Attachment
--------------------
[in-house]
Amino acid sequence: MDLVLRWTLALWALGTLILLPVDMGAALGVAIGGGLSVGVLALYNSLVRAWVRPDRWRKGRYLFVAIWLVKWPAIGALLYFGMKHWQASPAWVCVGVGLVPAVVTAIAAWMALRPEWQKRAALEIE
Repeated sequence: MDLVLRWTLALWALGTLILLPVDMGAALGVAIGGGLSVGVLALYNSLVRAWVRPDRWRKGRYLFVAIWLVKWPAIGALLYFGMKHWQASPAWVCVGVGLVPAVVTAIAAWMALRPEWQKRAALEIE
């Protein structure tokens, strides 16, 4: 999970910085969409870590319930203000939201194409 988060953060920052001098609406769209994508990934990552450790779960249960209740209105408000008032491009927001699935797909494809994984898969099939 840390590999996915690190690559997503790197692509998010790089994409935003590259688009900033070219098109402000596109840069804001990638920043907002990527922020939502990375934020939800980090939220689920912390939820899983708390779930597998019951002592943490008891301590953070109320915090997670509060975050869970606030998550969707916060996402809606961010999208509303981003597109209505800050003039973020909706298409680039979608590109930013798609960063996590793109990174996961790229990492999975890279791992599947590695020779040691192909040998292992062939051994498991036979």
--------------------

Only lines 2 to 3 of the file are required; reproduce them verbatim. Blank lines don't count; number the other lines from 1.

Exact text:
Amino acid sequence: MDLVLRWTLALWALGTLILLPVDMGAALGVAIGGGLSVGVLALYNSLVRAWVRPDRWRKGRYLFVAIWLVKWPAIGALLYFGMKHWQASPAWVCVGVGLVPAVVTAIAAWMALRPEWQKRAALEIE
Repeated sequence: MDLVLRWTLALWALGTLILLPVDMGAALGVAIGGGLSVGVLALYNSLVRAWVRPDRWRKGRYLFVAIWLVKWPAIGALLYFGMKHWQASPAWVCVGVGLVPAVVTAIAAWMALRPEWQKRAALEIE